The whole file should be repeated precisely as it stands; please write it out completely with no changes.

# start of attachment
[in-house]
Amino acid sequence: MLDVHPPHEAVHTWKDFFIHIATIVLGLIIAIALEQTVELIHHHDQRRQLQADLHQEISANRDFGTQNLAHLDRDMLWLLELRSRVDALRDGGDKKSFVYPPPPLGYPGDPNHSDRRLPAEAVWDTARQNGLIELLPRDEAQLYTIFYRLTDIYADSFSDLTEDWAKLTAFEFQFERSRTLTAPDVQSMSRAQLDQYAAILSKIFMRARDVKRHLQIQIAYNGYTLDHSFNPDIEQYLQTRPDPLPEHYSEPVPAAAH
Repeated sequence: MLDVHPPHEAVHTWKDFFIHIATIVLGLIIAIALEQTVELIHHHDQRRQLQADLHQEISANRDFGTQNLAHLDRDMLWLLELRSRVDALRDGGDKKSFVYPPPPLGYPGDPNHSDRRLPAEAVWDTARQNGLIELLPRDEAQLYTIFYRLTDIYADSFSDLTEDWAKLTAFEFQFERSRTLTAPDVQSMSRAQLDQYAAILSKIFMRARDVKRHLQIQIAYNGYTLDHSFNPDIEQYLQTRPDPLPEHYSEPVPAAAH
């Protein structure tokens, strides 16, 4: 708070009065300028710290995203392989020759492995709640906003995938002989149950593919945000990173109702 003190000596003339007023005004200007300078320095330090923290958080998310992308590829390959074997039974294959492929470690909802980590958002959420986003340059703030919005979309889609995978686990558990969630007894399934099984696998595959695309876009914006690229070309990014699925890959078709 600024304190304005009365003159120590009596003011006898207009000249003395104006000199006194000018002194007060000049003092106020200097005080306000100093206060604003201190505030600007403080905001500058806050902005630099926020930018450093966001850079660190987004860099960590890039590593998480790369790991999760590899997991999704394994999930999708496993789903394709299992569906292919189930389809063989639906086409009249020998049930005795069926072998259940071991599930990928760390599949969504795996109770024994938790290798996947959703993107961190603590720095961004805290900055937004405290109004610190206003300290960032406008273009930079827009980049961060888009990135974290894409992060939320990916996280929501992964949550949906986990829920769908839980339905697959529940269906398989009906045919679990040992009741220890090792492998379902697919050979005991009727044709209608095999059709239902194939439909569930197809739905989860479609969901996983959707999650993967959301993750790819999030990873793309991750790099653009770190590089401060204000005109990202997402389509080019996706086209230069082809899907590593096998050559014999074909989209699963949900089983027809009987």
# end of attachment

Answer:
[in-house]
Amino acid sequence: MLDVHPPHEAVHTWKDFFIHIATIVLGLIIAIALEQTVELIHHHDQRRQLQADLHQEISANRDFGTQNLAHLDRDMLWLLELRSRVDALRDGGDKKSFVYPPPPLGYPGDPNHSDRRLPAEAVWDTARQNGLIELLPRDEAQLYTIFYRLTDIYADSFSDLTEDWAKLTAFEFQFERSRTLTAPDVQSMSRAQLDQYAAILSKIFMRARDVKRHLQIQIAYNGYTLDHSFNPDIEQYLQTRPDPLPEHYSEPVPAAAH
Repeated sequence: MLDVHPPHEAVHTWKDFFIHIATIVLGLIIAIALEQTVELIHHHDQRRQLQADLHQEISANRDFGTQNLAHLDRDMLWLLELRSRVDALRDGGDKKSFVYPPPPLGYPGDPNHSDRRLPAEAVWDTARQNGLIELLPRDEAQLYTIFYRLTDIYADSFSDLTEDWAKLTAFEFQFERSRTLTAPDVQSMSRAQLDQYAAILSKIFMRARDVKRHLQIQIAYNGYTLDHSFNPDIEQYLQTRPDPLPEHYSEPVPAAAH
């Protein structure tokens, strides 16, 4: 708070009065300028710290995203392989020759492995709640906003995938002989149950593919945000990173109702 003190000596003339007023005004200007300078320095330090923290958080998310992308590829390959074997039974294959492929470690909802980590958002959420986003340059703030919005979309889609995978686990558990969630007894399934099984696998595959695309876009914006690229070309990014699925890959078709 600024304190304005009365003159120590009596003011006898207009000249003395104006000199006194000018002194007060000049003092106020200097005080306000100093206060604003201190505030600007403080905001500058806050902005630099926020930018450093966001850079660190987004860099960590890039590593998480790369790991999760590899997991999704394994999930999708496993789903394709299992569906292919189930389809063989639906086409009249020998049930005795069926072998259940071991599930990928760390599949969504795996109770024994938790290798996947959703993107961190603590720095961004805290900055937004405290109004610190206003300290960032406008273009930079827009980049961060888009990135974290894409992060939320990916996280929501992964949550949906986990829920769908839980339905697959529940269906398989009906045919679990040992009741220890090792492998379902697919050979005991009727044709209608095999059709239902194939439909569930197809739905989860479609969901996983959707999650993967959301993750790819999030990873793309991750790099653009770190590089401060204000005109990202997402389509080019996706086209230069082809899907590593096998050559014999074909989209699963949900089983027809009987």